CIHI Report: Alcohol Harm in Canada

Alcohol harm — the negative consequences of alcohol consumption — is a serious and growing health concern and a leading cause of injury and death in Canada. This report provides an overview of Canada-wide variations in alcohol consumption (including alcohol sales and heavy drinking) and alcohol harm using CIHI’s new Hospitalizations Entirely Caused by Alcohol indicator. It also identifies populations at risk of harm and looks at the provinces’ and territories’ alcohol policies.

Alcohol Harm in Canada: British Columbia

Rates of hospitalizations entirely caused by alcohol higher than the Canadian average, varied within the province in 2015–2016

  • Canada-wide variation: British Columbia had the highest provincial rate at 349 hospitalizations per 100,000 population (239 per 100,000 in Canada). In comparison, the lowest provincial rate was 172 per 100,000 in New Brunswick.
  • Variation by neighbourhood income: The rate was 2.2 times higher in the lowest income quintile than in the highest income quintile (540 per 100,000 versus 241 per 100,000).
  • Variation by geography: The rate was 1.6 times higher in rural areas than in urban areas (490 per 100,000 versus 307 per 100,000). The Northwest Health Service Delivery Area had the highest rate (590 per 100,000); this was 3.4 times higher than the Richmond Health Service Delivery Area’s rate, which was the lowest (172 per 100,000).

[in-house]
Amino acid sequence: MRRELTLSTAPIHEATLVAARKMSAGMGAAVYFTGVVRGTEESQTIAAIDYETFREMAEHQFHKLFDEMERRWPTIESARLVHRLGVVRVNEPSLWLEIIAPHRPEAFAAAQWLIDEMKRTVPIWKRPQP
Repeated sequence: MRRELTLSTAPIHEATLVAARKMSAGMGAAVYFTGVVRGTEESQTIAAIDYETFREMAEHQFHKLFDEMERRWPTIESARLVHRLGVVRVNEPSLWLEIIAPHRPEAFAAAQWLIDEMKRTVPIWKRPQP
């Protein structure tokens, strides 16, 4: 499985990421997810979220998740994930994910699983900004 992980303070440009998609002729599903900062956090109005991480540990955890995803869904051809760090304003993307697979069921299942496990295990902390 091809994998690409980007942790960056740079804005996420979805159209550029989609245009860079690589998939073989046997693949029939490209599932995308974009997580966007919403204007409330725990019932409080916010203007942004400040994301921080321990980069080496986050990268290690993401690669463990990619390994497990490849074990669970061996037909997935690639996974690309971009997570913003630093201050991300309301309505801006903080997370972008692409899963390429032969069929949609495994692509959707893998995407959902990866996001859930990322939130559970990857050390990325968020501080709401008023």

Lower heavy drinking rate, higher alcohol sales than the Canadian average [i]

  • Heavy drinking, 2014 (self-reported): 16% of British Columbians self-reported heavy drinking,[ii] compared with 18% across Canada. 20% of males and 12% of females self-reported heavy drinking, compared with the respective Canadian averages of 23% and 13%.
  • Alcohol sales, 2014–2015: The absolute volume of pure alcohol sold per capita in British Columbia was 8.7 litres, compared with 8.1 litres across Canada.


Alcohol policies and interventions with demonstrated evidence of effectiveness in reducing alcohol harm in the international literature

  • Alcohol control system: There is a low proportion of government ownership of alcohol retail in British Columbia.
  • Physical availability: There are 28 alcohol retail stores per 100,000 population in British Columbia (excluding off-sales), compared with the Canadian average of 50 per 100,000. The maximum number of off-premise retail hours is 14, compared with the Canadian average of 15.
  • Minimum alcohol pricing: British Columbia has implemented 2 of 4 alcohol minimum pricing policies examined in this report: minimum pricing for off-premise retail and minimum pricing for on-premise sales.
  • Screening, brief intervention and referral (SBIR): SBIR is included in a mental health and addictions strategy.

[i] Sources: Statistics Canada. Table 183-0023: Sales and per capita sales of alcoholic beverages by liquor authorities and other retail outlets, by value, volume, and absolute volume, annual. CANSIM (database). Accessed April 7, 2017.
Statistics Canada. Table 105-0501: Health indicator profile, annual estimates, by age group and sex, Canada, provinces, territories, health regions (2013 boundaries) and peer groups, occasional. CANSIM (database). Accessed April 7, 2017.

[ii] Defined as having 5 or more drinks for men and 4 or more drinks for women on 1 occasion at least once a month over a 1-year period.

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